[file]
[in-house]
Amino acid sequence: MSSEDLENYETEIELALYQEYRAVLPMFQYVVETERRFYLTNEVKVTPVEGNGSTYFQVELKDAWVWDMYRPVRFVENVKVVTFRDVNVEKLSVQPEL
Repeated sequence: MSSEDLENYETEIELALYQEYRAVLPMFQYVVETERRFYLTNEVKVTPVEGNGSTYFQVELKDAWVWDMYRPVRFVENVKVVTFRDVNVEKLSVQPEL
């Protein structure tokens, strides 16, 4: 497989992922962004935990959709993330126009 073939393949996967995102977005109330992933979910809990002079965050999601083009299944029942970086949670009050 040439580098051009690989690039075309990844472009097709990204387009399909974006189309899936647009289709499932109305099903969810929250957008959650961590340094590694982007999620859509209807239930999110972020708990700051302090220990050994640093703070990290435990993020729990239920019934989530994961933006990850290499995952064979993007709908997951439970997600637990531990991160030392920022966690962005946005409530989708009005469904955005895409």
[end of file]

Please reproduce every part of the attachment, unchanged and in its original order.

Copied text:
[in-house]
Amino acid sequence: MSSEDLENYETEIELALYQEYRAVLPMFQYVVETERRFYLTNEVKVTPVEGNGSTYFQVELKDAWVWDMYRPVRFVENVKVVTFRDVNVEKLSVQPEL
Repeated sequence: MSSEDLENYETEIELALYQEYRAVLPMFQYVVETERRFYLTNEVKVTPVEGNGSTYFQVELKDAWVWDMYRPVRFVENVKVVTFRDVNVEKLSVQPEL
């Protein structure tokens, strides 16, 4: 497989992922962004935990959709993330126009 073939393949996967995102977005109330992933979910809990002079965050999601083009299944029942970086949670009050 040439580098051009690989690039075309990844472009097709990204387009399909974006189309899936647009289709499932109305099903969810929250957008959650961590340094590694982007999620859509209807239930999110972020708990700051302090220990050994640093703070990290435990993020729990239920019934989530994961933006990850290499995952064979993007709908997951439970997600637990531990991160030392920022966690962005946005409530989708009005469904955005895409």